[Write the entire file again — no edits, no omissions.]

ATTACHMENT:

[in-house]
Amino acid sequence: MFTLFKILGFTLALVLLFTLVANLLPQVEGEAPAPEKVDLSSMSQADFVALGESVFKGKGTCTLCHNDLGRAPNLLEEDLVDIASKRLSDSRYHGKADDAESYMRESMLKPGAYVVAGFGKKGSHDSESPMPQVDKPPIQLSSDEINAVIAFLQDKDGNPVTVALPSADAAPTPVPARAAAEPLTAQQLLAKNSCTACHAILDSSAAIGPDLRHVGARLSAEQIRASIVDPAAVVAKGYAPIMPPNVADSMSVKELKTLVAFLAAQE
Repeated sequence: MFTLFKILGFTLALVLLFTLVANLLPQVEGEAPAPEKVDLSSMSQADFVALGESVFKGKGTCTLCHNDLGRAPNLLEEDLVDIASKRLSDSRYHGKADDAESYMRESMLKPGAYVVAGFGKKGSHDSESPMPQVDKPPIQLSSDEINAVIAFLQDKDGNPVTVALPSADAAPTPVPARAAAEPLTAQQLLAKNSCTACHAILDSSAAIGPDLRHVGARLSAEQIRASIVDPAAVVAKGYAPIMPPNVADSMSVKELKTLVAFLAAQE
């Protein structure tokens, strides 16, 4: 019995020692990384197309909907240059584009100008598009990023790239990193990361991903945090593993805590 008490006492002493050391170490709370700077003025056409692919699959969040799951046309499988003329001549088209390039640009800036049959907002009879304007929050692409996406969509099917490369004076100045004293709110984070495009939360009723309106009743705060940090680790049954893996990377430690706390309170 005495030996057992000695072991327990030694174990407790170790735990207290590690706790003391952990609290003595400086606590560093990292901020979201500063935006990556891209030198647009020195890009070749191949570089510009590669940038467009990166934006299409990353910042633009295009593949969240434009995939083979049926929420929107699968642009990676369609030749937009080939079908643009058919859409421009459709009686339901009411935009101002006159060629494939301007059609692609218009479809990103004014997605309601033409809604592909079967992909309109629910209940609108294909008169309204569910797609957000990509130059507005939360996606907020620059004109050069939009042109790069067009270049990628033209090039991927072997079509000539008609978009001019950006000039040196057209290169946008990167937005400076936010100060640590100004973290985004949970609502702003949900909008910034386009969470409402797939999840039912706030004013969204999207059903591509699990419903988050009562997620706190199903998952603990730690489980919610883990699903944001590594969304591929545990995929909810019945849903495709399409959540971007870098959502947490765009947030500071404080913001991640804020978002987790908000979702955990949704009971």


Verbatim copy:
[in-house]
Amino acid sequence: MFTLFKILGFTLALVLLFTLVANLLPQVEGEAPAPEKVDLSSMSQADFVALGESVFKGKGTCTLCHNDLGRAPNLLEEDLVDIASKRLSDSRYHGKADDAESYMRESMLKPGAYVVAGFGKKGSHDSESPMPQVDKPPIQLSSDEINAVIAFLQDKDGNPVTVALPSADAAPTPVPARAAAEPLTAQQLLAKNSCTACHAILDSSAAIGPDLRHVGARLSAEQIRASIVDPAAVVAKGYAPIMPPNVADSMSVKELKTLVAFLAAQE
Repeated sequence: MFTLFKILGFTLALVLLFTLVANLLPQVEGEAPAPEKVDLSSMSQADFVALGESVFKGKGTCTLCHNDLGRAPNLLEEDLVDIASKRLSDSRYHGKADDAESYMRESMLKPGAYVVAGFGKKGSHDSESPMPQVDKPPIQLSSDEINAVIAFLQDKDGNPVTVALPSADAAPTPVPARAAAEPLTAQQLLAKNSCTACHAILDSSAAIGPDLRHVGARLSAEQIRASIVDPAAVVAKGYAPIMPPNVADSMSVKELKTLVAFLAAQE
């Protein structure tokens, strides 16, 4: 019995020692990384197309909907240059584009100008598009990023790239990193990361991903945090593993805590 008490006492002493050391170490709370700077003025056409692919699959969040799951046309499988003329001549088209390039640009800036049959907002009879304007929050692409996406969509099917490369004076100045004293709110984070495009939360009723309106009743705060940090680790049954893996990377430690706390309170 005495030996057992000695072991327990030694174990407790170790735990207290590690706790003391952990609290003595400086606590560093990292901020979201500063935006990556891209030198647009020195890009070749191949570089510009590669940038467009990166934006299409990353910042633009295009593949969240434009995939083979049926929420929107699968642009990676369609030749937009080939079908643009058919859409421009459709009686339901009411935009101002006159060629494939301007059609692609218009479809990103004014997605309601033409809604592909079967992909309109629910209940609108294909008169309204569910797609957000990509130059507005939360996606907020620059004109050069939009042109790069067009270049990628033209090039991927072997079509000539008609978009001019950006000039040196057209290169946008990167937005400076936010100060640590100004973290985004949970609502702003949900909008910034386009969470409402797939999840039912706030004013969204999207059903591509699990419903988050009562997620706190199903998952603990730690489980919610883990699903944001590594969304591929545990995929909810019945849903495709399409959540971007870098959502947490765009947030500071404080913001991640804020978002987790908000979702955990949704009971």